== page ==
I finished reading What Kitty Did in a single rainy afternoon. Trisha Bora’s debut is a tongue-in-cheek eye-roll of a novel about upper class New Delhi seen through the eyes of a 20-something named Ketaki Roy (aka Kitty) who is fresh out of college and floundering from one drunken night to the office to the next drunken night. She works at a fashion magazine called Poise – simultaneously squirming at the stories she must write (“10 ways to lose belly fat”) and grateful for the paycheque that buys 30 bottles of vinegar-like wine every month.
What makes Kitty relatable (and loveable if you’re an attached sort of reader) is that she laughs at everything about herself. She is self-deprecating to a fault. She isn’t your clumsy, glasses-wearing, sports-loving cliched heroine. Her faults and scrapes are painfully real.
Meet the cast
Kitty’s family, in her words, is “completely and totally bonkers.” Her mother Mala lives in Calcutta and is enjoying a second lease of life after a brief stint at the hospital which involves everything from French men to hash brownies. Her father is a timid professor who doesn’t get out much. Kitty has a close-knit group of friends, most of whom are dysfunctional in their own way.
Weaving in and out of her life is an ex-boyfriend who cheated on her, nicknamed Scum. There is a boss named Kamini who is a “manipulative turnip”. There is a six-foot, serious man (cue Mr Darcy) called Kabir – we will have to wait and see what becomes of him. Ronny Verma is a man in his fifties who knows how to tip the waiters enough to divulge gossip. He is half-jokingly (half with a shudder) referred to as The Elderly. In this colourful cluster of characters, Bora brings to light the hazy, bright chaos of being in your early twenties.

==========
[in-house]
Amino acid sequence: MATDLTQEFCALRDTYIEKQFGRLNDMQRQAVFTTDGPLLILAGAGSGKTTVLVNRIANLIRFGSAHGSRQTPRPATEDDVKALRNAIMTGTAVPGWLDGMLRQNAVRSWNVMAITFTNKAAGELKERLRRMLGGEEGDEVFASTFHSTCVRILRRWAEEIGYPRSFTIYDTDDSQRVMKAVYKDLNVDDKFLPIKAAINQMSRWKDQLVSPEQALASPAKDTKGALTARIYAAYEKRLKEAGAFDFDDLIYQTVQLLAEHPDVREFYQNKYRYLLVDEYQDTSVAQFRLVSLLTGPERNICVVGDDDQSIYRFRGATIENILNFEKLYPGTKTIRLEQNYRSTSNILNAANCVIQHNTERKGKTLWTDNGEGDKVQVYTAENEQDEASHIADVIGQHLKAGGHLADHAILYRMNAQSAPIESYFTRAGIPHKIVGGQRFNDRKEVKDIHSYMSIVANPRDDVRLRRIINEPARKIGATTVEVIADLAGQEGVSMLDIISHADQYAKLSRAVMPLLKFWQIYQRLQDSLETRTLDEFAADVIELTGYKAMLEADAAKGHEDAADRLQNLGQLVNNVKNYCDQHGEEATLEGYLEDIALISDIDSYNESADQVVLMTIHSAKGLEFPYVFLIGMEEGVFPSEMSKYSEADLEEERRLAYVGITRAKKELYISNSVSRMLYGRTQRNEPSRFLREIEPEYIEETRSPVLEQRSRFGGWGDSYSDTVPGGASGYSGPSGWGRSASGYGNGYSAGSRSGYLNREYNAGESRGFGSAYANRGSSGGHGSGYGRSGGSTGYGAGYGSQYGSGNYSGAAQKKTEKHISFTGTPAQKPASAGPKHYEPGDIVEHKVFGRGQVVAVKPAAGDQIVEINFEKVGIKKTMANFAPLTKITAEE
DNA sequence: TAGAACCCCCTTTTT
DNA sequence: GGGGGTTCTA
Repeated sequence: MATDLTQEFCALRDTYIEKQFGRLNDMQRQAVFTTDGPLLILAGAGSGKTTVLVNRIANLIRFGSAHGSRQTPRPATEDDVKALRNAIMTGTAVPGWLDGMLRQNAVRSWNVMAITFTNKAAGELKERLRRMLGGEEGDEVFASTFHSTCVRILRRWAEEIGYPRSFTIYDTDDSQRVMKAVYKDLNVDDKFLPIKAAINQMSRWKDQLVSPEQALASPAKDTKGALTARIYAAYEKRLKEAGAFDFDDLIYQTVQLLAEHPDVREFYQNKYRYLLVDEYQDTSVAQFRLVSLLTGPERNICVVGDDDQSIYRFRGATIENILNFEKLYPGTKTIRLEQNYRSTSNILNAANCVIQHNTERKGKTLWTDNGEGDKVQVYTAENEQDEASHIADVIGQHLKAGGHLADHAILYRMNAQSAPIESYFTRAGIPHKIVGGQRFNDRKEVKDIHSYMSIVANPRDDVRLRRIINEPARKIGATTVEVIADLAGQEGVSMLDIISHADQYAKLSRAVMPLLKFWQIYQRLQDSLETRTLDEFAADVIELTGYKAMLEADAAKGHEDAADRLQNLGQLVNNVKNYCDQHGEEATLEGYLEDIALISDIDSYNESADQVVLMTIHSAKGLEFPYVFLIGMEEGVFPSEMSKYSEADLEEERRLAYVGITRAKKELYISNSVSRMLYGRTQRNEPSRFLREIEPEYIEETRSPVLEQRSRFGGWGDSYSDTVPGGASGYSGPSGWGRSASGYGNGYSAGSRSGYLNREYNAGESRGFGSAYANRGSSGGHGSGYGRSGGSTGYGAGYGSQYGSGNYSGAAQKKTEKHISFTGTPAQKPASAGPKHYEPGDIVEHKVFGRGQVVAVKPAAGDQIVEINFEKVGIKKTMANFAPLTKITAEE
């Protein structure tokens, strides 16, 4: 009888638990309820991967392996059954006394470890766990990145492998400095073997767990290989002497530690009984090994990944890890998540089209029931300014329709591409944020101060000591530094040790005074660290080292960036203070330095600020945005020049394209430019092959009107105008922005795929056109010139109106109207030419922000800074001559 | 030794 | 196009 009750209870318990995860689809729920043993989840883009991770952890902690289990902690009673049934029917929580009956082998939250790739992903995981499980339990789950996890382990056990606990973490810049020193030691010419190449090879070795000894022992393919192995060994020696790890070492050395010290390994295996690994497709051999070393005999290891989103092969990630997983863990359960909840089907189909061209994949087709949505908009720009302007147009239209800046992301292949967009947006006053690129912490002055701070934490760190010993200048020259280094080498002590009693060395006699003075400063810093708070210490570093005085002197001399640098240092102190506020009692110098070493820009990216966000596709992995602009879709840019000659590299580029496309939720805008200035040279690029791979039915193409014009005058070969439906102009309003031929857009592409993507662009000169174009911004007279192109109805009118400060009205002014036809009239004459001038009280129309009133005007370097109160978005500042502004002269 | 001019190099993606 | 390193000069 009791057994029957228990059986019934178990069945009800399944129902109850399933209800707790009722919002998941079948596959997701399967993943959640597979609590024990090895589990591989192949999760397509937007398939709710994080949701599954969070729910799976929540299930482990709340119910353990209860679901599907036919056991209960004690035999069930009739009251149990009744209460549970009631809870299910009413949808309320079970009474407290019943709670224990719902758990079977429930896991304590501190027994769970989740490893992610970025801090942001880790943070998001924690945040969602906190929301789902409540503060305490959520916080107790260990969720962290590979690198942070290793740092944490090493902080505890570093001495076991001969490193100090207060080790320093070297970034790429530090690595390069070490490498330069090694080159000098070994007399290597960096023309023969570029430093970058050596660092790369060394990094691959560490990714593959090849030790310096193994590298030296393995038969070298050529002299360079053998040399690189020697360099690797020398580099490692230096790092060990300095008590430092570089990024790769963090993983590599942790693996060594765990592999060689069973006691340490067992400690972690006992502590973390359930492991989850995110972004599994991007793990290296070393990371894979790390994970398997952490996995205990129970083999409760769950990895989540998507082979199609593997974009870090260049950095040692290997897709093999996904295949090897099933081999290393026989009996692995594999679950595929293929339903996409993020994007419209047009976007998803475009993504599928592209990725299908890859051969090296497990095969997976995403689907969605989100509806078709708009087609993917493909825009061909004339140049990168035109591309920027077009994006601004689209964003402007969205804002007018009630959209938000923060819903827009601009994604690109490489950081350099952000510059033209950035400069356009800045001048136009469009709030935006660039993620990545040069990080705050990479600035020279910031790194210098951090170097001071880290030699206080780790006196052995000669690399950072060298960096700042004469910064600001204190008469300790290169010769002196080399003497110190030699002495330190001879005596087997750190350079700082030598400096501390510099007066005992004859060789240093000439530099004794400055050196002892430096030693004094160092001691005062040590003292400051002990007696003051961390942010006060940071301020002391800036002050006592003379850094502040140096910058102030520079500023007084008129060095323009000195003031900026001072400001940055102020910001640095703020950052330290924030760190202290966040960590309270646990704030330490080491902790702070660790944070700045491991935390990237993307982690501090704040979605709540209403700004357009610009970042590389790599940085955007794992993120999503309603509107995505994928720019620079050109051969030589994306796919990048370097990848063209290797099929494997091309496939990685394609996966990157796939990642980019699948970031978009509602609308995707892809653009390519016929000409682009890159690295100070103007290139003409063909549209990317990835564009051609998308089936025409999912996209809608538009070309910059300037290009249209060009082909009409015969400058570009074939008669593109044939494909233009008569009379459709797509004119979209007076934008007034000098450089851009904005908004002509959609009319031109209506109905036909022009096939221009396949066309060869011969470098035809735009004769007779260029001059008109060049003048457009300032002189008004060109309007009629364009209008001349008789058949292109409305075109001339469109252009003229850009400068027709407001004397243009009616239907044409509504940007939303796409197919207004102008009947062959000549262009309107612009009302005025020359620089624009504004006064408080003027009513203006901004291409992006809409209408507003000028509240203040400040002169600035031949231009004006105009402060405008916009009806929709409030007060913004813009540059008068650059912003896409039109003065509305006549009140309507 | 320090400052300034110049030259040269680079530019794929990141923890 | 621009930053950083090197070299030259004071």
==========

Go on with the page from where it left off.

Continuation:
If that wasn’t enough going on in Kitty’s life, she is assigned a big story at work – write a profile of the recently deceased (rumoured to have been murdered) actress Roxanne Merchant. Kitty sets up meetings in Delhi’s Amrita Shergill Marg and Meherchand Market as she interviews the rich and the powerful in Roxanne’s life. And before she knows it, she has plunged headlong into a covert murder investigation led by one of Roxanne’s friends. Braving rainy auto rides and crammed metro compartments, Kitty goes every time she is summoned by the friend-turned-detective to turn over every lead that may lead them to the motive and identity of Roxanne’s killer.
Tandoori days and wasabi nights
As we trample through Kitty’s life with her, she pulls us into Chaucer, Oscar Wilde and even the children’s book What Katy Did. Thankfully, we are introduced to Chaucer only in service of a joke. The references particularly resonate if you are or have been a literature student. It is the language in which Kitty thinks.
Take for example her dissection of her friend’s relationship to romance – “There is not one piece of nastiness when I say this but she’s always preferred Pemberley to Darcy”. There is a particularly hilarious takedown of a Delhi restaurant called Indie Accent that serves “burrata papdi chaat with a tamarind champagne brew” and “tandoori duck with wasabi malai”. Ronny Verma of the waiter-tipping fame declares “Now that’s how you do a tandoori”.
What Kitty Did is clever, funny and spares no one in the world Kitty lives in – neither the perennially broke, confused and reckless young people nor the rich, smug and controlling people in Central Delhi who are too accustomed to power to ever willingly let it go. In the pursuit of Roxanne’s killer, Kitty finds she is in over her head. With the help of her loyal friends, batty but adoring mother, her entourage of lovers and some unlikely suspects, Kitty must figure it out.
The book is reminiscent of Karachi, You’re Killing Me by Saba Imtiaz, whose protagonist Noor was one of the first relatable millennial women whose context was South Asian. In earlier years, this reading experience would have been found in US or UK novels. But Indian publishing is finally making space for witty, accessible fiction that will appeal to a wide audience. Trisha Bora herself is an editor at Juggernaut Books. In a time where it is getting rarer and rarer to see people laughing at themselves, Bora provides an afternoon’s respite from taking ourselves too seriously.
What Kitty Did, Trisha Bora, HarperCollins India.